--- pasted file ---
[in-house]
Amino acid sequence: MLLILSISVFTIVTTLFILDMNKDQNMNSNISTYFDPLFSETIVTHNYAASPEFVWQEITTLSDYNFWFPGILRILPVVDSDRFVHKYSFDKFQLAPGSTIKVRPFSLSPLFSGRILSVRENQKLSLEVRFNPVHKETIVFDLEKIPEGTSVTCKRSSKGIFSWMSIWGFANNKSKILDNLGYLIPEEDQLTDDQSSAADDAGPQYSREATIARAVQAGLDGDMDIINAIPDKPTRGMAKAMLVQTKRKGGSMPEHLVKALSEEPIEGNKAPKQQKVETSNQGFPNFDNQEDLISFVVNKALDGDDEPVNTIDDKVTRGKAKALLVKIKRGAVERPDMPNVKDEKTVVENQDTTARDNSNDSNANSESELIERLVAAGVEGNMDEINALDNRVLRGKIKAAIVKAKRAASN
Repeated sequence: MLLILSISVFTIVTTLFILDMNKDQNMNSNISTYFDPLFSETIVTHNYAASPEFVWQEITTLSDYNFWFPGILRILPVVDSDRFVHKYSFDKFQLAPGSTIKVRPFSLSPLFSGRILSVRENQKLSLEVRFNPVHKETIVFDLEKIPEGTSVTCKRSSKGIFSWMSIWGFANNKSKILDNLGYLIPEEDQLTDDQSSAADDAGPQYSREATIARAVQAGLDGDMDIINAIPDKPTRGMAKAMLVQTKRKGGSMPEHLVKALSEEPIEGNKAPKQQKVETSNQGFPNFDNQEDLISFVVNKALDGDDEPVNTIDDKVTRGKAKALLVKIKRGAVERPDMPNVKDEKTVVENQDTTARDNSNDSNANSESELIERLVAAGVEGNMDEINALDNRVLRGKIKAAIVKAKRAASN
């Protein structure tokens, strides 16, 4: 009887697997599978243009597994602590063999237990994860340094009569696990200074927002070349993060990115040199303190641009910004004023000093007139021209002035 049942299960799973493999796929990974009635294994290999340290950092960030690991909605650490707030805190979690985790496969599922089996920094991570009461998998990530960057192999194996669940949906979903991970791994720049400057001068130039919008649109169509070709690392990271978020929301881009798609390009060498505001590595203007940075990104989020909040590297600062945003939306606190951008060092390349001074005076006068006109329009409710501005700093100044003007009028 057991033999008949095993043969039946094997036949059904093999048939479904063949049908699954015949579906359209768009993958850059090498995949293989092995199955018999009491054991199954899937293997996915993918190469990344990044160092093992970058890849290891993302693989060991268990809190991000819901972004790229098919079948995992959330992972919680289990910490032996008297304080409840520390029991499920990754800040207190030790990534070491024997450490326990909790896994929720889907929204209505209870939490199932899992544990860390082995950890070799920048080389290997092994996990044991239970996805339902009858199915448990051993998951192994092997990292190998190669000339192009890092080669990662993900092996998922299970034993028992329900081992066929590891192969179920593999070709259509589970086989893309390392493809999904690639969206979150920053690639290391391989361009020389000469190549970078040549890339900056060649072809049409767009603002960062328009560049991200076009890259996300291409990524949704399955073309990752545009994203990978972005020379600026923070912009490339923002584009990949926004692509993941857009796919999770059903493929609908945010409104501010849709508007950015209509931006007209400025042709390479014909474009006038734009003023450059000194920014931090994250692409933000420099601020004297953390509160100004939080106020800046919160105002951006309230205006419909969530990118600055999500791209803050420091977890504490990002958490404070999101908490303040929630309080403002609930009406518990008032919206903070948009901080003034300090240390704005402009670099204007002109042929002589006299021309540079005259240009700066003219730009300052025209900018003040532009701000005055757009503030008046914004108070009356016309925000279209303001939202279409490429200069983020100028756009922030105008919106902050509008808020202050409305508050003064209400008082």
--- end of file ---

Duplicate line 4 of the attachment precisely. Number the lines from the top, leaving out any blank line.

């Protein structure tokens, strides 16, 4: 009887697997599978243009597994602590063999237990994860340094009569696990200074927002070349993060990115040199303190641009910004004023000093007139021209002035 049942299960799973493999796929990974009635294994290999340290950092960030690991909605650490707030805190979690985790496969599922089996920094991570009461998998990530960057192999194996669940949906979903991970791994720049400057001068130039919008649109169509070709690392990271978020929301881009798609390009060498505001590595203007940075990104989020909040590297600062945003939306606190951008060092390349001074005076006068006109329009409710501005700093100044003007009028 057991033999008949095993043969039946094997036949059904093999048939479904063949049908699954015949579906359209768009993958850059090498995949293989092995199955018999009491054991199954899937293997996915993918190469990344990044160092093992970058890849290891993302693989060991268990809190991000819901972004790229098919079948995992959330992972919680289990910490032996008297304080409840520390029991499920990754800040207190030790990534070491024997450490326990909790896994929720889907929204209505209870939490199932899992544990860390082995950890070799920048080389290997092994996990044991239970996805339902009858199915448990051993998951192994092997990292190998190669000339192009890092080669990662993900092996998922299970034993028992329900081992066929590891192969179920593999070709259509589970086989893309390392493809999904690639969206979150920053690639290391391989361009020389000469190549970078040549890339900056060649072809049409767009603002960062328009560049991200076009890259996300291409990524949704399955073309990752545009994203990978972005020379600026923070912009490339923002584009990949926004692509993941857009796919999770059903493929609908945010409104501010849709508007950015209509931006007209400025042709390479014909474009006038734009003023450059000194920014931090994250692409933000420099601020004297953390509160100004939080106020800046919160105002951006309230205006419909969530990118600055999500791209803050420091977890504490990002958490404070999101908490303040929630309080403002609930009406518990008032919206903070948009901080003034300090240390704005402009670099204007002109042929002589006299021309540079005259240009700066003219730009300052025209900018003040532009701000005055757009503030008046914004108070009356016309925000279209303001939202279409490429200069983020100028756009922030105008919106902050509008808020202050409305508050003064209400008082």